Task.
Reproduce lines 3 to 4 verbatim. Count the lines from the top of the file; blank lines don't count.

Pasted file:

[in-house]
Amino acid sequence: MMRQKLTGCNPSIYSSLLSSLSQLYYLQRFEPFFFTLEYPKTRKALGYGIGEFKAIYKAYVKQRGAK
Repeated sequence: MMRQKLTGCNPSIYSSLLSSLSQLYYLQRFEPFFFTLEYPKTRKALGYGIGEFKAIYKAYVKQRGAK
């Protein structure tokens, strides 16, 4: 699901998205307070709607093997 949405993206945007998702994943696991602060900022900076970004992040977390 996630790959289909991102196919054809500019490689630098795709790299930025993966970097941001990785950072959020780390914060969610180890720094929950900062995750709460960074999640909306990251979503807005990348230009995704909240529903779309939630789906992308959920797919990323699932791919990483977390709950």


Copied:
Repeated sequence: MMRQKLTGCNPSIYSSLLSSLSQLYYLQRFEPFFFTLEYPKTRKALGYGIGEFKAIYKAYVKQRGAK
């Protein structure tokens, strides 16, 4: 699901998205307070709607093997 949405993206945007998702994943696991602060900022900076970004992040977390 996630790959289909991102196919054809500019490689630098795709790299930025993966970097941001990785950072959020780390914060969610180890720094929950900062995750709460960074999640909306990251979503807005990348230009995704909240529903779309939630789906992308959920797919990323699932791919990483977390709950």